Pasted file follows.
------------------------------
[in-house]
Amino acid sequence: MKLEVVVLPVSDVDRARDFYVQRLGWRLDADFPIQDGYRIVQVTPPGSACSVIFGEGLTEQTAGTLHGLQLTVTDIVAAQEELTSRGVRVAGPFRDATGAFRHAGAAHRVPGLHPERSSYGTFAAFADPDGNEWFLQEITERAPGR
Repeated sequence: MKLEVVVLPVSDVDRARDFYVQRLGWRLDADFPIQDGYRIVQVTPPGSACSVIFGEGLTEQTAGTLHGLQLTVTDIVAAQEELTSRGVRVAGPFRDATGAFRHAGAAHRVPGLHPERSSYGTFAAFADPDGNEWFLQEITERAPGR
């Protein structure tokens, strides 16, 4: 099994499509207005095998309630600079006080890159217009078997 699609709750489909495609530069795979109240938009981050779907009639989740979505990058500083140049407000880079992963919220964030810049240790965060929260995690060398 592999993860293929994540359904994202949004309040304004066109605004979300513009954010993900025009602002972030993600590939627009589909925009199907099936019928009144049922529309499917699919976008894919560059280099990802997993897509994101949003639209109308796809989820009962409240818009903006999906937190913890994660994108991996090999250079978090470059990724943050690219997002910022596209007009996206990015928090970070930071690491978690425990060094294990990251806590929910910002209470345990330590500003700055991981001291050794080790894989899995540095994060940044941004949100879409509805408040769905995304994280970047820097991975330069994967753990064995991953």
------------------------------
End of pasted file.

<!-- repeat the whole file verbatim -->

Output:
[in-house]
Amino acid sequence: MKLEVVVLPVSDVDRARDFYVQRLGWRLDADFPIQDGYRIVQVTPPGSACSVIFGEGLTEQTAGTLHGLQLTVTDIVAAQEELTSRGVRVAGPFRDATGAFRHAGAAHRVPGLHPERSSYGTFAAFADPDGNEWFLQEITERAPGR
Repeated sequence: MKLEVVVLPVSDVDRARDFYVQRLGWRLDADFPIQDGYRIVQVTPPGSACSVIFGEGLTEQTAGTLHGLQLTVTDIVAAQEELTSRGVRVAGPFRDATGAFRHAGAAHRVPGLHPERSSYGTFAAFADPDGNEWFLQEITERAPGR
């Protein structure tokens, strides 16, 4: 099994499509207005095998309630600079006080890159217009078997 699609709750489909495609530069795979109240938009981050779907009639989740979505990058500083140049407000880079992963919220964030810049240790965060929260995690060398 592999993860293929994540359904994202949004309040304004066109605004979300513009954010993900025009602002972030993600590939627009589909925009199907099936019928009144049922529309499917699919976008894919560059280099990802997993897509994101949003639209109308796809989820009962409240818009903006999906937190913890994660994108991996090999250079978090470059990724943050690219997002910022596209007009996206990015928090970070930071690491978690425990060094294990990251806590929910910002209470345990330590500003700055991981001291050794080790894989899995540095994060940044941004949100879409509805408040769905995304994280970047820097991975330069994967753990064995991953």